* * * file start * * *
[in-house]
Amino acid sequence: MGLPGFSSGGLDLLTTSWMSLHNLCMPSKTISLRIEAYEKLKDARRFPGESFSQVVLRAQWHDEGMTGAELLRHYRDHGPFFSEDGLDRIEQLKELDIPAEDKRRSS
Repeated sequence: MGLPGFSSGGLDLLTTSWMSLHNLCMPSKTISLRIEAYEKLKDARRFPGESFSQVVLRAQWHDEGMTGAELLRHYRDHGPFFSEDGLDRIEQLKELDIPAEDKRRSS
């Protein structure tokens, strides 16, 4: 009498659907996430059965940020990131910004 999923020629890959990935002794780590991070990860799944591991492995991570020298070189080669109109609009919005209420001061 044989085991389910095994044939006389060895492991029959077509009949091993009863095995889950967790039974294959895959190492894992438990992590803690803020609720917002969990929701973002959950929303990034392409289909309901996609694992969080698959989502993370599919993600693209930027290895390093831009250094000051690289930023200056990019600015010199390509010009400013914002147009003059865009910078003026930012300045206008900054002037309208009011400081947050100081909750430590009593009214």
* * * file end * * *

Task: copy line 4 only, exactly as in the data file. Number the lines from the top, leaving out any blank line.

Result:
């Protein structure tokens, strides 16, 4: 009498659907996430059965940020990131910004 999923020629890959990935002794780590991070990860799944591991492995991570020298070189080669109109609009919005209420001061 044989085991389910095994044939006389060895492991029959077509009949091993009863095995889950967790039974294959895959190492894992438990992590803690803020609720917002969990929701973002959950929303990034392409289909309901996609694992969080698959989502993370599919993600693209930027290895390093831009250094000051690289930023200056990019600015010199390509010009400013914002147009003059865009910078003026930012300045206008900054002037309208009011400081947050100081909750430590009593009214």